We Spoke To a Commencement Speaker about Work/Life Balance. Here’s her Advice.
Maintaining a work/life balance is a challenge we all face, but maintaining a work/life balance when you have a full-time job, a family and you’re a full-time student is a challenge that might sound impossible. However, Karen Worsnup, the 2016 commencement speaker and alumna of Villanova University’s College of Professional Studies (CPS) is here to tell you that it’s not. It’s about keeping your eye on the prize and efficiently managing your time.
What made you decide to start studying at Villanova College of Professional Studies (CPS)?
I received my associate’s degree from Delaware County Community College in 2003. I had started working on my bachelor’s degree when I was younger, and it was always a goal of mine to finish my degree. But then life got a little more complicated, though in all good ways. I started working, got married and moved to Maryland, and going back to school fell off my radar until I moved back to Pennsylvania in 2011. I had gotten a job at Vanguard, but I was working as a site manager and it wasn’t my dream job. I really wanted to be a project manager, so I started looking into courses that could help reshape my career trajectory and the project management classes at Villanova were what first piqued my interest. Additionally, it’s a nationally renowned institution and I knew a degree from Villanova would ultimately help my career.
How long had you been out of school before going back to school? What was that transition like?
It was about a nine year gap. I finished my associate’s degree in 2003 and I didn’t go back to school until 2012. The biggest adjustment was moving back into a classroom. I was working full-time so I had to get used to working a full day then sitting in a classroom until 9:00 or 9:30, two nights each week. It was definitely a different change of pace from the online classes I had taken through another institution and weeknights spent at home with my family. However, it was a change worth making and Villanova makes it easy because students can take courses at their own pace to fit their busy personal and professional schedules.
How was going back to school a challenge? How was it rewarding?
The first challenge was that I’m someone who has to study really hard to get good grades – I’ve never been able to coast by in school. I’m also a little bit of a perfectionist and have a Type A personality, so if I’m going to do something, I have to do it right and do it well. That meant I needed to find ways to put the time in.
The reward was the usefulness of what I was learning. Since I was working while I was in school, I was able to take what I learned in the classroom and apply it at my job when I went to work the next day. I also have a very supportive family and it was rewarding to see the impact it had on my kids. I’d be studying at the kitchen table and they’d say things like, “Good job, Mom. We’re proud of you.” I hope earning my degree showed my kids that they can take on any challenge and still reach their goals, however lofty they may seem.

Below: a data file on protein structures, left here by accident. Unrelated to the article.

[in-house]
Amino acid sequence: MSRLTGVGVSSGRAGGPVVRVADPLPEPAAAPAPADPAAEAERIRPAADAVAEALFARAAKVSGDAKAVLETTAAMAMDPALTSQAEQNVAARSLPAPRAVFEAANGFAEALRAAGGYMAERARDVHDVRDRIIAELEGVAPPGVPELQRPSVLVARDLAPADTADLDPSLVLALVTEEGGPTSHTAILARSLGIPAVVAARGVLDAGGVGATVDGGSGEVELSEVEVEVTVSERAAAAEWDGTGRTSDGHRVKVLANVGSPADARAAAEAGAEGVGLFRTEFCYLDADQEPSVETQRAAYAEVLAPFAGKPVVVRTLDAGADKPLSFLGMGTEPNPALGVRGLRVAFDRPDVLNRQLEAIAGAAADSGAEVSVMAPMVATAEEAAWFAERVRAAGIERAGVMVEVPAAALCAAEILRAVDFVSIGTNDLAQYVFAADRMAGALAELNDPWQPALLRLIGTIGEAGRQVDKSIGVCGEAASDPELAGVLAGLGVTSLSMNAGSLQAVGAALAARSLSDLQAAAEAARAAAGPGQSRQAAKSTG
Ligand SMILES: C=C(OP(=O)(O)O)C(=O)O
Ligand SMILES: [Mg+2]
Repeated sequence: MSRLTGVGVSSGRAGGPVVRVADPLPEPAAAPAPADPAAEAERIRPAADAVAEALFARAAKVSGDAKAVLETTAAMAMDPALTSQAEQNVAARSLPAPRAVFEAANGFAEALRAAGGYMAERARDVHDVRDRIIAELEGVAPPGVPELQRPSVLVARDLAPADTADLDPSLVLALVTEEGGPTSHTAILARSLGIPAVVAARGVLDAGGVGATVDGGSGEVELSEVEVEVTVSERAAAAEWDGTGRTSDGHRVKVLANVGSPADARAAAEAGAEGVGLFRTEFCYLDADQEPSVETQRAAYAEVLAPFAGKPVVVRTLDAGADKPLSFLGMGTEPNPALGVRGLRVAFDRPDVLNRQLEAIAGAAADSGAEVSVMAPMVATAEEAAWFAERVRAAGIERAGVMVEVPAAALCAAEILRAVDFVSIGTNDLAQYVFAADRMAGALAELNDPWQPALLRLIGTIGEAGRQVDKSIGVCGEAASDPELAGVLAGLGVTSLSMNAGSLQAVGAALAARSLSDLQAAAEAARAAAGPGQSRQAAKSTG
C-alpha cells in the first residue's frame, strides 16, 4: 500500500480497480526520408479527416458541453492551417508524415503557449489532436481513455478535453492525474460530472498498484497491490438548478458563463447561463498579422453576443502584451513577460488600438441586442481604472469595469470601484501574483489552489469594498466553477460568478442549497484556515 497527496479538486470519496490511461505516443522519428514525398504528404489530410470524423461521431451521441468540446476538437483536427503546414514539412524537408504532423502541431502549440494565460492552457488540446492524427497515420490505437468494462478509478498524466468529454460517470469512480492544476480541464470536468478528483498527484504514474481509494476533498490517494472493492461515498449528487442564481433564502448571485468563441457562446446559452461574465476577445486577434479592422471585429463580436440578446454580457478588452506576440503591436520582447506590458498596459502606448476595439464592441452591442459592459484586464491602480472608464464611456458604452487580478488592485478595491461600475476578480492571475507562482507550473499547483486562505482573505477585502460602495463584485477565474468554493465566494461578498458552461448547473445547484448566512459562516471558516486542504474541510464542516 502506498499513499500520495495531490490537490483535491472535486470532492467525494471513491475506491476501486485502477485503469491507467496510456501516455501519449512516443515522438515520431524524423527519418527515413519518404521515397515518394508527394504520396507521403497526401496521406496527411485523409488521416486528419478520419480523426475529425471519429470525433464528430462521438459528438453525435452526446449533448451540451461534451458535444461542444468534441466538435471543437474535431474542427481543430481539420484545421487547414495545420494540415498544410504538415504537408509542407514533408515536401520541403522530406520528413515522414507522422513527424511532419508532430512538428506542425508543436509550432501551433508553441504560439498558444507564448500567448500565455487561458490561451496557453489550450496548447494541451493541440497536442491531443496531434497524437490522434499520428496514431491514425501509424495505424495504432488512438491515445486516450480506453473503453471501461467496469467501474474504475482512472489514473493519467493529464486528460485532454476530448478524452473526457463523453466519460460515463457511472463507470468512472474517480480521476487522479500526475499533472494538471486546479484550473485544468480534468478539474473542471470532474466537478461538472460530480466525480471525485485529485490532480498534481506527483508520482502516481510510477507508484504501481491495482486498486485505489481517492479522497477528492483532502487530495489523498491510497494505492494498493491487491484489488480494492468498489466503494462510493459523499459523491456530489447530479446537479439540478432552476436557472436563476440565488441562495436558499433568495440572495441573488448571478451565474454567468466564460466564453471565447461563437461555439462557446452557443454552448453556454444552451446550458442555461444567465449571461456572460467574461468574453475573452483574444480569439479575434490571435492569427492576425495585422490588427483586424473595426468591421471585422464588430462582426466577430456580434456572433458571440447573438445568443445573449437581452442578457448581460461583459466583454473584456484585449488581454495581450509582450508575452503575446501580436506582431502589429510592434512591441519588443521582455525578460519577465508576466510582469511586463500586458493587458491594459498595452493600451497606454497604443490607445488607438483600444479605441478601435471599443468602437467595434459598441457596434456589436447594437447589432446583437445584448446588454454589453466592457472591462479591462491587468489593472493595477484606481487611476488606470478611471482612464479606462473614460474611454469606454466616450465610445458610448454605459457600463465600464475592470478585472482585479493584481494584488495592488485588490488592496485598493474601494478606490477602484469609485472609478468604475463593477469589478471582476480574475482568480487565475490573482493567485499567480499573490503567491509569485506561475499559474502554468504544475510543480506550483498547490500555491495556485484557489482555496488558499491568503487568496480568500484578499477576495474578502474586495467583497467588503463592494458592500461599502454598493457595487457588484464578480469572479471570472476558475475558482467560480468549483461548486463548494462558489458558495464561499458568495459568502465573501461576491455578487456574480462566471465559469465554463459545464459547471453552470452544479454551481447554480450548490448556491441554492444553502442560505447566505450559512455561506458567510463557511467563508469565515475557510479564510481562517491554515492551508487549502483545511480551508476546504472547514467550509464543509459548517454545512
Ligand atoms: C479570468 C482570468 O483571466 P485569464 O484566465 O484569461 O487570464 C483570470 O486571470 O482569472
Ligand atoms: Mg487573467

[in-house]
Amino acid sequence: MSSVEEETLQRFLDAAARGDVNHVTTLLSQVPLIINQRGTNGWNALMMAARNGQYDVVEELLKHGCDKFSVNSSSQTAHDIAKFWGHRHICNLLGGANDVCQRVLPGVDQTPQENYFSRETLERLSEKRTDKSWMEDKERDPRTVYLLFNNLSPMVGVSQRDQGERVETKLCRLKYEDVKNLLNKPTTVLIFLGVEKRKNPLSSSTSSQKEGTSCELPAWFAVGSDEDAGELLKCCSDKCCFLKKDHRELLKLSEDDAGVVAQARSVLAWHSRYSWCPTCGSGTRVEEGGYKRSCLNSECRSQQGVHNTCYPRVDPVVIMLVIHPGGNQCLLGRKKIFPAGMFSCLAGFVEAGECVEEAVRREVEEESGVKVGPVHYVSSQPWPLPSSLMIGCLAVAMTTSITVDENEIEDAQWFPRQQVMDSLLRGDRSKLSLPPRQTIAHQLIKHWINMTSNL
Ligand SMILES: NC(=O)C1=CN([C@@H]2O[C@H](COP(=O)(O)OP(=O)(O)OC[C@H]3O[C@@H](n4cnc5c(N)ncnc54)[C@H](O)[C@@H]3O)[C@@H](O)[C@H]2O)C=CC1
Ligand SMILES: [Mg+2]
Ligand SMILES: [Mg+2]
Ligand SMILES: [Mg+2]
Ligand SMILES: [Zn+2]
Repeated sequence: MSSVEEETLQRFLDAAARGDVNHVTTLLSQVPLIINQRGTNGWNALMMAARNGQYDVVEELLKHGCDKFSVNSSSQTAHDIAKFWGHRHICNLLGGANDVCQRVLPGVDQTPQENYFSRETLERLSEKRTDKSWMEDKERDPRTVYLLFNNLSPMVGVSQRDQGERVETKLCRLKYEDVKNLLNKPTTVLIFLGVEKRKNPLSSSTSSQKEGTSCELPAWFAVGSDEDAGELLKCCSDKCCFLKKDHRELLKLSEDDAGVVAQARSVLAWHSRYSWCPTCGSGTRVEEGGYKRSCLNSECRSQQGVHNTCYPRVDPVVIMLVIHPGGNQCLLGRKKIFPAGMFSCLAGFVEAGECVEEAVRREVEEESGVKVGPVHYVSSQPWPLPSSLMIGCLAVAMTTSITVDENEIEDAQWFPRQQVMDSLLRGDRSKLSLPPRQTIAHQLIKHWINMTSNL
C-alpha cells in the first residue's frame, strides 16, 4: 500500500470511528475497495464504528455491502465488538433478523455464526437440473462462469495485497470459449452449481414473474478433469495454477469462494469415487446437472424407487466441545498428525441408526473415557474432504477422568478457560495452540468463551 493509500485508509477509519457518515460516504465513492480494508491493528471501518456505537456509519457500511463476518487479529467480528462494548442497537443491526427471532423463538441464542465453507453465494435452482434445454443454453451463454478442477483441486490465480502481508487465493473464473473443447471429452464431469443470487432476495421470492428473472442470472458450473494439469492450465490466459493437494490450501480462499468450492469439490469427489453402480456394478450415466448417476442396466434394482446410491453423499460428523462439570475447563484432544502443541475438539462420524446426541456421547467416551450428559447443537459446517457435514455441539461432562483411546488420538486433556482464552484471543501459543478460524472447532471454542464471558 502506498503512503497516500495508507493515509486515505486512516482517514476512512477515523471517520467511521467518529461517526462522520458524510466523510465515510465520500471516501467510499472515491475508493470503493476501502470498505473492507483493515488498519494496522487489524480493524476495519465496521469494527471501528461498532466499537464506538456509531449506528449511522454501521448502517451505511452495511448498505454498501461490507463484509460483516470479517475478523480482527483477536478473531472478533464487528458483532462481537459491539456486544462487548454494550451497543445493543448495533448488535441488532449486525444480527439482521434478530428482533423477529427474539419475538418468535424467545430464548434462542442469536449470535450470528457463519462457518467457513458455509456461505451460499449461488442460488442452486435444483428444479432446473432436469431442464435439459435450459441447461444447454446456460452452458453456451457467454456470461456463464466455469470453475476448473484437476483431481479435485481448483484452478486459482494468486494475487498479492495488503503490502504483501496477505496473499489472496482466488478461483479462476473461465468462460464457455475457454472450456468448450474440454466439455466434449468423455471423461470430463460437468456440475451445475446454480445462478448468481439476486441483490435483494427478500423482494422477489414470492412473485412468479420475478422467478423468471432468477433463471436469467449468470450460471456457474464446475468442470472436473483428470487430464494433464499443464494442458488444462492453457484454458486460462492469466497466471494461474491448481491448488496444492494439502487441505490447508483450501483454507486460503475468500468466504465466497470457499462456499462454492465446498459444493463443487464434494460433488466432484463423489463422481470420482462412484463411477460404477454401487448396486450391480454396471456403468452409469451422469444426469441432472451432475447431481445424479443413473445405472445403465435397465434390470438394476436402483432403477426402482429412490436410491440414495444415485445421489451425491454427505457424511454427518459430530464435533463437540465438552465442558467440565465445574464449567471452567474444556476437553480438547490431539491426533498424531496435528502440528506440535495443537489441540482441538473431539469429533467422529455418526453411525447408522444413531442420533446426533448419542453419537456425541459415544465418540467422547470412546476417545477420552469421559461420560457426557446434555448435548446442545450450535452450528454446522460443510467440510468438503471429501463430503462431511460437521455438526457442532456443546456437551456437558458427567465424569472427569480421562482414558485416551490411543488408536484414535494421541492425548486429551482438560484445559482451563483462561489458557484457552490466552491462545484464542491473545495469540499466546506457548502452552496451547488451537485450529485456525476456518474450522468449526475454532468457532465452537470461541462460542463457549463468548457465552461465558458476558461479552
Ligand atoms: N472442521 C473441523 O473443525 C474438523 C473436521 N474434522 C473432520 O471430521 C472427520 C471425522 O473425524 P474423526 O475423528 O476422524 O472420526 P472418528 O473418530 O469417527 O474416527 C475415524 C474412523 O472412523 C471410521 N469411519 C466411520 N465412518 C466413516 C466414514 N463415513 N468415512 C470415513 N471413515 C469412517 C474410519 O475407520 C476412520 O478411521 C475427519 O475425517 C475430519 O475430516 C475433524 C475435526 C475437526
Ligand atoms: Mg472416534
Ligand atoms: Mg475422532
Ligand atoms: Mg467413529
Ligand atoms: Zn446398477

What would you say to someone who thinks they can’t go back to school because they aren’t able to manage school, work and their personal life? How did you juggle your personal, professional and educational obligations?
I would say it’s a temporary adjustment for a long-term gain. Time management is key and it’s important to stay focused on the end goal.
I learned to balance school with the other things in my life, like birthdays and other family events. If I felt like I was missing out on something, I just reminded myself that I would have time for all of it in four years.
I also had a really great boss who was flexible enough to say “go study” if I had a test or needed to work on a project. He knew I was working toward advancing myself for the greater good. Going to school while you’re working shows current and prospective employers that you have drive and ambition. I actually got promoted while I was in school because it proved to my boss that I was an achiever. It also shows credibility and reliability on a resume.
How did your education help you in your career? Are there any specific skills or knowledge that you obtained at Villanova that you feel set you apart from others in your field?
More than anything, it showed that I had perseverance. My education was also a great opportunity for collaboration and exposure to technology I wouldn’t otherwise have access to. Programming classes were a real challenge – because I’m not a programmer – but building websites and learning to code helped me tremendously. Going back to school at Villanova and being part of the College of Professional Studies allowed me to interact with students and colleagues who were in similar situations of working while going to school. The Villanova alumni network is exceptional and those connections are lifelong.This is a paid partnership between Villanova University College of Professional Studies and Philadelphia Magazine's City/Studio